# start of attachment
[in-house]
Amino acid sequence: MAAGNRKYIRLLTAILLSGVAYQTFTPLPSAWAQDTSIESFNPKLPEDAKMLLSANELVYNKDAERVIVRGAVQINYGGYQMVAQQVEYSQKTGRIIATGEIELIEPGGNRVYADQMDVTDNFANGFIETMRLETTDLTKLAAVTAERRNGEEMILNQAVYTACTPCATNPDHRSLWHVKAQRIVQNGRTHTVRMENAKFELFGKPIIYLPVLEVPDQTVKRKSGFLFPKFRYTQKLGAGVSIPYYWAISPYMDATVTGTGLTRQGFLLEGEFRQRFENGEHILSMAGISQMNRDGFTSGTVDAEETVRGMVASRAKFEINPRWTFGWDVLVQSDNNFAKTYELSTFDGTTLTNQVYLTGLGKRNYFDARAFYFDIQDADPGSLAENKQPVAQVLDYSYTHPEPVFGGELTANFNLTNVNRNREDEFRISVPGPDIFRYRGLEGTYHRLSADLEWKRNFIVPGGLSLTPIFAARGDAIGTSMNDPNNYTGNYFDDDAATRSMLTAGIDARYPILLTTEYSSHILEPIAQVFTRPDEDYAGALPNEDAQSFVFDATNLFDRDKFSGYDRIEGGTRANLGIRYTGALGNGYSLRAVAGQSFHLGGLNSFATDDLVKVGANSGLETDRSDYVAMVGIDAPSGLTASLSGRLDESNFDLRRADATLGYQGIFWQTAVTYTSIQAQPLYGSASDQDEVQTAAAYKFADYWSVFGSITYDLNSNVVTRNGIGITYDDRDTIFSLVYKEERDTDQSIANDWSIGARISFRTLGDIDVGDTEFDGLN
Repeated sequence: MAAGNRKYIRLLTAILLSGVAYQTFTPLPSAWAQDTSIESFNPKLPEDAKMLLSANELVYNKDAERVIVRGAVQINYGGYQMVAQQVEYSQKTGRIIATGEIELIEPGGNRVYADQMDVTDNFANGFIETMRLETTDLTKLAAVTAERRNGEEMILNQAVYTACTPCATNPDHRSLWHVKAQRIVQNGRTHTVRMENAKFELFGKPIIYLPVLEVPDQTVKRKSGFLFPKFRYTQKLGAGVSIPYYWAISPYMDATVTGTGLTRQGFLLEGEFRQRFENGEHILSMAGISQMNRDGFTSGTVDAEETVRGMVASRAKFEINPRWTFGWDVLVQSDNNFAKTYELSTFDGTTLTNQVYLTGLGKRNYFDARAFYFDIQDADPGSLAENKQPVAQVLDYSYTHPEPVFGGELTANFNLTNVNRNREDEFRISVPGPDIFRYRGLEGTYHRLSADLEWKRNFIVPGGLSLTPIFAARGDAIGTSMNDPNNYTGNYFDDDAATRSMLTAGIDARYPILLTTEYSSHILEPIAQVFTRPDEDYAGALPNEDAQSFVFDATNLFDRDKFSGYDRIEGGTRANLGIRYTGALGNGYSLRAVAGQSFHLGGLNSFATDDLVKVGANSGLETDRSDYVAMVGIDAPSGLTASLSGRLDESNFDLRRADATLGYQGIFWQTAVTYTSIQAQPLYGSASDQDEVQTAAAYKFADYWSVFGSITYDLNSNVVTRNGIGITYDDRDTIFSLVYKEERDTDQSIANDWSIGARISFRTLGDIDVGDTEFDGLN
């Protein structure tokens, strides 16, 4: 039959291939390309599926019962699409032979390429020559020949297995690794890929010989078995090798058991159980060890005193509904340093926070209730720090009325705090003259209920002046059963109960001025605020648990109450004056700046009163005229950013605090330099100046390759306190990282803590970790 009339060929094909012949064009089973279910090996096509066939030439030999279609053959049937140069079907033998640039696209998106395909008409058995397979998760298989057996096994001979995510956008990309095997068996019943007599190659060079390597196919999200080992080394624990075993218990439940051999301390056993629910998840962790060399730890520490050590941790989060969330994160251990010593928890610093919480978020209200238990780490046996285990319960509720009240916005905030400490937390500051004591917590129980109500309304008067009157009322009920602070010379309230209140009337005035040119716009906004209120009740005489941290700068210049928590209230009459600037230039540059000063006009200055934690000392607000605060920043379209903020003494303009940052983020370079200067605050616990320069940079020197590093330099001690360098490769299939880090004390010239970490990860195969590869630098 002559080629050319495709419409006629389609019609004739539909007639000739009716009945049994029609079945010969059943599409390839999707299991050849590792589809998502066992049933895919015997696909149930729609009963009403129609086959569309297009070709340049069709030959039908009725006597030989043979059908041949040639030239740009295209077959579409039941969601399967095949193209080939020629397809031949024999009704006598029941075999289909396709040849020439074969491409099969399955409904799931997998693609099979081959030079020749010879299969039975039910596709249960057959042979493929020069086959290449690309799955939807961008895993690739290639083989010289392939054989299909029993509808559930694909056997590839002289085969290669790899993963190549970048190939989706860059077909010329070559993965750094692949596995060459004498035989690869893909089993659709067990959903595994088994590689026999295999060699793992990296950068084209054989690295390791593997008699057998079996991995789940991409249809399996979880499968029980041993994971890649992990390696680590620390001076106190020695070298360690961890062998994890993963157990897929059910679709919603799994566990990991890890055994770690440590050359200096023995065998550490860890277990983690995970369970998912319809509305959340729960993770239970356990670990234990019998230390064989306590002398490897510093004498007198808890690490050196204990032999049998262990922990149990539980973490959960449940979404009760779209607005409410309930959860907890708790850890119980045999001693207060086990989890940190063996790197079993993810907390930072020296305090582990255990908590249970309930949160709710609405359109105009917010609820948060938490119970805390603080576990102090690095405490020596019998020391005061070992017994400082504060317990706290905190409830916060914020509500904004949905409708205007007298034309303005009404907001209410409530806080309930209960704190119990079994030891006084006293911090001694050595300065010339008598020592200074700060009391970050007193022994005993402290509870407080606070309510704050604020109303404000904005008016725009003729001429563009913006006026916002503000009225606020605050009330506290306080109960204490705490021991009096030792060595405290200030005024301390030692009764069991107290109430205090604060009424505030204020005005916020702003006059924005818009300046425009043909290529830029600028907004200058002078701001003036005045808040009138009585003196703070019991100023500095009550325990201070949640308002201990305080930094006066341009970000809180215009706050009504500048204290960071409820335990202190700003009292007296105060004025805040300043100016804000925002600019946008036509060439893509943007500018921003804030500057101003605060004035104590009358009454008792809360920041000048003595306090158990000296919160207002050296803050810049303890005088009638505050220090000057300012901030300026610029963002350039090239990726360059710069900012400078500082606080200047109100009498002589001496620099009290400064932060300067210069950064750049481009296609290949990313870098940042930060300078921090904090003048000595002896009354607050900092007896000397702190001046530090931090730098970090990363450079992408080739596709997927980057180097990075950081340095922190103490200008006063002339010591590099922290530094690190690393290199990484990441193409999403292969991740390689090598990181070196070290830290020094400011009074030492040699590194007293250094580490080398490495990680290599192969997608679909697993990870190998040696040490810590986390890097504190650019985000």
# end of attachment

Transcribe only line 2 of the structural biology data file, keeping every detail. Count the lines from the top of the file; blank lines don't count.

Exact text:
Amino acid sequence: MAAGNRKYIRLLTAILLSGVAYQTFTPLPSAWAQDTSIESFNPKLPEDAKMLLSANELVYNKDAERVIVRGAVQINYGGYQMVAQQVEYSQKTGRIIATGEIELIEPGGNRVYADQMDVTDNFANGFIETMRLETTDLTKLAAVTAERRNGEEMILNQAVYTACTPCATNPDHRSLWHVKAQRIVQNGRTHTVRMENAKFELFGKPIIYLPVLEVPDQTVKRKSGFLFPKFRYTQKLGAGVSIPYYWAISPYMDATVTGTGLTRQGFLLEGEFRQRFENGEHILSMAGISQMNRDGFTSGTVDAEETVRGMVASRAKFEINPRWTFGWDVLVQSDNNFAKTYELSTFDGTTLTNQVYLTGLGKRNYFDARAFYFDIQDADPGSLAENKQPVAQVLDYSYTHPEPVFGGELTANFNLTNVNRNREDEFRISVPGPDIFRYRGLEGTYHRLSADLEWKRNFIVPGGLSLTPIFAARGDAIGTSMNDPNNYTGNYFDDDAATRSMLTAGIDARYPILLTTEYSSHILEPIAQVFTRPDEDYAGALPNEDAQSFVFDATNLFDRDKFSGYDRIEGGTRANLGIRYTGALGNGYSLRAVAGQSFHLGGLNSFATDDLVKVGANSGLETDRSDYVAMVGIDAPSGLTASLSGRLDESNFDLRRADATLGYQGIFWQTAVTYTSIQAQPLYGSASDQDEVQTAAAYKFADYWSVFGSITYDLNSNVVTRNGIGITYDDRDTIFSLVYKEERDTDQSIANDWSIGARISFRTLGDIDVGDTEFDGLN